"Soto-yu" means open air bath, so although the building is covered, it's not heated. Which actually made it REALLY DIFFICULT to get in. You have to get naked and the air is bitter cold, so you try to stick your feet in the water but the water is SCALDING! This one in particular had a "warm" pool and a "hot" pool... but don't be fooled. The warm one will still be painful when first getting in. There's a whole method on how to properly get into the water; I just watched some youtube videos beforehand and gave it a shot!
The fact that it was off season made it really convenient for a first time onsen-er because I was the only one there!! So no one had to witness my embarrassing struggle trying to get in the water. (Not to mention getting over the fear of being naked!)
After I finally figured out how to properly bath, it was such a joy. I went multiple times a day while we were there. My skin felt AMAZING afterwords and I had this warm, fuzzy feeling even hours after leaving the bath. Never felt anything like it before! I'm glad I experienced it early in the trip because I fell in love and jumped at the chance to visit onsens whenever they popped up throughout our trip. I Highly recommend it! Even if you have to go alone. And naked.
Hot Tip! - If you are traveling with a significant other, you won't be able to try the onsens together since the pools are separated by gender. However, there is a place called Sparena (as in 'spa arena') which does have an onsen pool that requires swim suits, meaning you and your sweetie can learn the awkward method of dipping into an onsen together! It was perfect for me and my boyfriend. Just note this water isn't NEARLY as hot as the regular onsens; it's more like a hot tub you might find in the states. Still, it's a perfect introduction to onsens for foreigners.
But if you can handle the hot temperatures, I highly encourage everyone to try a traditional onsen. There's something pretty wonderful and liberating about bathing in them naked! I fell in love with onsens and jumped at the chance to spend time in them whenever they were convenient throughout the trip.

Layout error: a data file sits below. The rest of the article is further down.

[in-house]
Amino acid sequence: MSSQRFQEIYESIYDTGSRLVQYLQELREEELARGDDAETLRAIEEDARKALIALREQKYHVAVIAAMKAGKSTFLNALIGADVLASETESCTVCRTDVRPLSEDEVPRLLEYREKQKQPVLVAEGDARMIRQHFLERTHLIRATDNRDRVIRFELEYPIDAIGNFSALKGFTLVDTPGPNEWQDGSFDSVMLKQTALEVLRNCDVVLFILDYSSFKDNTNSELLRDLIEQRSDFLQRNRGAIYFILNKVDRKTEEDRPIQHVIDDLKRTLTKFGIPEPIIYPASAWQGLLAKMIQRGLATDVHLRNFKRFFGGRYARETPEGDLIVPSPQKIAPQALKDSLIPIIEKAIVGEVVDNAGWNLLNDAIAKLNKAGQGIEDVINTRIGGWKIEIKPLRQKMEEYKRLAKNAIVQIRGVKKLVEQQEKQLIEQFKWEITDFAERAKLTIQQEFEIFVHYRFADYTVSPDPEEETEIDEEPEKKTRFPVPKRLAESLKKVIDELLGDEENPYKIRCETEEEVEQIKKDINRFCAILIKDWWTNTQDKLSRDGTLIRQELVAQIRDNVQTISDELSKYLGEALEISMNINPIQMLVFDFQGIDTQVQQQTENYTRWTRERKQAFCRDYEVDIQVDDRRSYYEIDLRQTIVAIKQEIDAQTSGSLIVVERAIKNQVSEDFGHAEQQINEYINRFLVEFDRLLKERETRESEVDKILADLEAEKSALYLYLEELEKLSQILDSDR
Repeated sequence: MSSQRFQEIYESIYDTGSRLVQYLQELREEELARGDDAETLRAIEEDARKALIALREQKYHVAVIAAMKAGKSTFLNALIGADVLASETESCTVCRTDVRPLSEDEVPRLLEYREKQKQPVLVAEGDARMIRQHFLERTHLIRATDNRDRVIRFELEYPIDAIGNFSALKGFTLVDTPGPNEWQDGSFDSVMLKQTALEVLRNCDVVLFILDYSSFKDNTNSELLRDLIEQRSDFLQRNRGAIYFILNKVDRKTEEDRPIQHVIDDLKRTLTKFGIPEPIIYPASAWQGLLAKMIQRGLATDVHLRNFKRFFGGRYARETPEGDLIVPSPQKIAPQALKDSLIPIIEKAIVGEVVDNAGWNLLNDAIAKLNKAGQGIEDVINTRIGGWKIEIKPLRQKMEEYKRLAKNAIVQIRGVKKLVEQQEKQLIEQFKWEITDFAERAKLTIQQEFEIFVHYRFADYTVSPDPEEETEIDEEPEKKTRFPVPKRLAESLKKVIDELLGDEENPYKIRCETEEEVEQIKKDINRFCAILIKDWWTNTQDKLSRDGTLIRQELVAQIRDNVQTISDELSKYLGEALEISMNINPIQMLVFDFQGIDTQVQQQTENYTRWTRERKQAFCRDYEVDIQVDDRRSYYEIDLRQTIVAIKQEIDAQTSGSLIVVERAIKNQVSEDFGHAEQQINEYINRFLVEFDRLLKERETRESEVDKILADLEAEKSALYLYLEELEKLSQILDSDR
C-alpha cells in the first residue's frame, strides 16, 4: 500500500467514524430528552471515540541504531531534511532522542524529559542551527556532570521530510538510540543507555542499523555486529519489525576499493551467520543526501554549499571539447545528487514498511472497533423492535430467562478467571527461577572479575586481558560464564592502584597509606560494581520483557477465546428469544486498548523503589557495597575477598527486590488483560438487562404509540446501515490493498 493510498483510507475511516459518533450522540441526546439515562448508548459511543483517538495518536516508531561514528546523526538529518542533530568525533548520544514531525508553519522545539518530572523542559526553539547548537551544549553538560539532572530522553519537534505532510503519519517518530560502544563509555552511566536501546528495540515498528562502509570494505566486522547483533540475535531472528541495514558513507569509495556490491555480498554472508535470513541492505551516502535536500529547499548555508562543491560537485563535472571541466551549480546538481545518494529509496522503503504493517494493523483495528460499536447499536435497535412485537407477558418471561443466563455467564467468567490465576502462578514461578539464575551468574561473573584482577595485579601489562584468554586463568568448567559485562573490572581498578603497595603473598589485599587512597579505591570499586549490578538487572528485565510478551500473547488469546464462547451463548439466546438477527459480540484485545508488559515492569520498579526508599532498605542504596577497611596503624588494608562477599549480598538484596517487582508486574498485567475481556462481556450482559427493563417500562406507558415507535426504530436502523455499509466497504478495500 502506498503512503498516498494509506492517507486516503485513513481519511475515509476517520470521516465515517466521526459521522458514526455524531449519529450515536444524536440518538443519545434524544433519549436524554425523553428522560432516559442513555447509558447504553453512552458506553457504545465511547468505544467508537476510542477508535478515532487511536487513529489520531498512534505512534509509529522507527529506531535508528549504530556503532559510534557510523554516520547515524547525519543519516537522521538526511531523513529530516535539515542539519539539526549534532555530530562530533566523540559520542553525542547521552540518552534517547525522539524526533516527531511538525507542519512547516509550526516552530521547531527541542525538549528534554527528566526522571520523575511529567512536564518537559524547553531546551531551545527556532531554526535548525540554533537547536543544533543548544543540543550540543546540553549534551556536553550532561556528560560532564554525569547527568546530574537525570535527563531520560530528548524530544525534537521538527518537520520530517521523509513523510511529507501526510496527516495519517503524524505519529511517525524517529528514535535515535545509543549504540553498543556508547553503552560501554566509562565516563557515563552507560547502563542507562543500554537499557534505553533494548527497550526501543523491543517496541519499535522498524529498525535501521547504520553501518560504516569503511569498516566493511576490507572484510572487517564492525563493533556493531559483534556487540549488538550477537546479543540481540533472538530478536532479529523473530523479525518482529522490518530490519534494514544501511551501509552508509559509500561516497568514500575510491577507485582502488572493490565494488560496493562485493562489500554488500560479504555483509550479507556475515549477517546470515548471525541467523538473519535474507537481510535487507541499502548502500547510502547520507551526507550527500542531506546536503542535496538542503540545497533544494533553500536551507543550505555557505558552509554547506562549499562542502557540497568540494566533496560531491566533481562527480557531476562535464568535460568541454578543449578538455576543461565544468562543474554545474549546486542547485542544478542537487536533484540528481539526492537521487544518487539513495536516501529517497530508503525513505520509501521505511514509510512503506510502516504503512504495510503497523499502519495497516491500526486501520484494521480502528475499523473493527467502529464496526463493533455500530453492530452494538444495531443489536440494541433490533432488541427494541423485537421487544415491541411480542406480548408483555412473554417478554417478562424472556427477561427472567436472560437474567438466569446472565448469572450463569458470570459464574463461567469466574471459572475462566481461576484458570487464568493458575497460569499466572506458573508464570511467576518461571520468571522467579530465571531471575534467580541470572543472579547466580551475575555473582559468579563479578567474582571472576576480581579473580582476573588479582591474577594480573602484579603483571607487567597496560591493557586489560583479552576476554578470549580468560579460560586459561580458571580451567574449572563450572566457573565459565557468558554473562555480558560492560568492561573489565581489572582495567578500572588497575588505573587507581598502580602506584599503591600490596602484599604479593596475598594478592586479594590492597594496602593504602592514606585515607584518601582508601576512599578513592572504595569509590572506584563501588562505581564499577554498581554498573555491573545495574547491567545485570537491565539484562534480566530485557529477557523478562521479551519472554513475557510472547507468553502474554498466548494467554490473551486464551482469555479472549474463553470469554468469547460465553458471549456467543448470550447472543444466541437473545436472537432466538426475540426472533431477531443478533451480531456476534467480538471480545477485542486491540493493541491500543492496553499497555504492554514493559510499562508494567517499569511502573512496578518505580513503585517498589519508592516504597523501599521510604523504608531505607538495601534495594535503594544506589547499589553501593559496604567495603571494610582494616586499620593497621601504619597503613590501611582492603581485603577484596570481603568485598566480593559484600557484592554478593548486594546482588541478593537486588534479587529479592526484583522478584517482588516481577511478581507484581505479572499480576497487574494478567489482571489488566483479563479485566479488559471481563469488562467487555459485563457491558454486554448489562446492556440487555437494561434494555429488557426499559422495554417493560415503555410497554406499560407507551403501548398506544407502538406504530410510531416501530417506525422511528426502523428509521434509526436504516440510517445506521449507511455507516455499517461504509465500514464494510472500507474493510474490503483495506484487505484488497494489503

Overall, our time in Nozawa onsen was definitely not what I thought it would be. I figured it would be a lot more lively and we would spend the day snowboarding down the mountain. I didn't realize just how small the village would be and that it was purely a resort destination, meaning there weren't really 'locals'. But for what it was, I had a great time here!
Onward to Tokyo!
Day 4 - 7 : Playing in Tokyo
I have to say, looking back, I think Tokyo was definitely on the top of my list for favorite places we went to. So much variety! So much energy! So many beautiful cherry blossoms! (We were so incredibly lucky to be there when they were in full bloom.)
We got an airbnb in the southern area of Tokyo near Roppongi. I found that area to be a little bit on the sketchy side, but it was really close to Tokyo Midtown which I LOVED and wound up going to multiple times.
Here's how I organized each day :
Day 1 - Arrive in the afternoon from Nagano, explore Shinjuku
Day 1 - Eastern Tokyo
Day 2 - Day trip to Nikko
Day 3 - Western Tokyo
Day 4 - Anything we missed, then off to Hakone.
We arrived from Nagano in time for late lunch, and explored Shibuya and Shinjuku a bit. This was the night we were supposed to go to the Pokemon Cafe for our 8pm reservations, but I followed google map's directions to what was probably an old location for the Pokemon Cafe. So we missed out on that. :( Whoops.
First day of exploring Tokyo started with the eastern side of the city, which I included Akihabara and Ueno Park.
Akihabara was fun. I loved seeing the 5 storied arcade buildings, most of which were pretty lively with players. I was SO ECSTATIC to get to play a working DDR machine! There were also a ton of interesting rhythm / music games we tried out. The Taiko Drum game is super fun too :D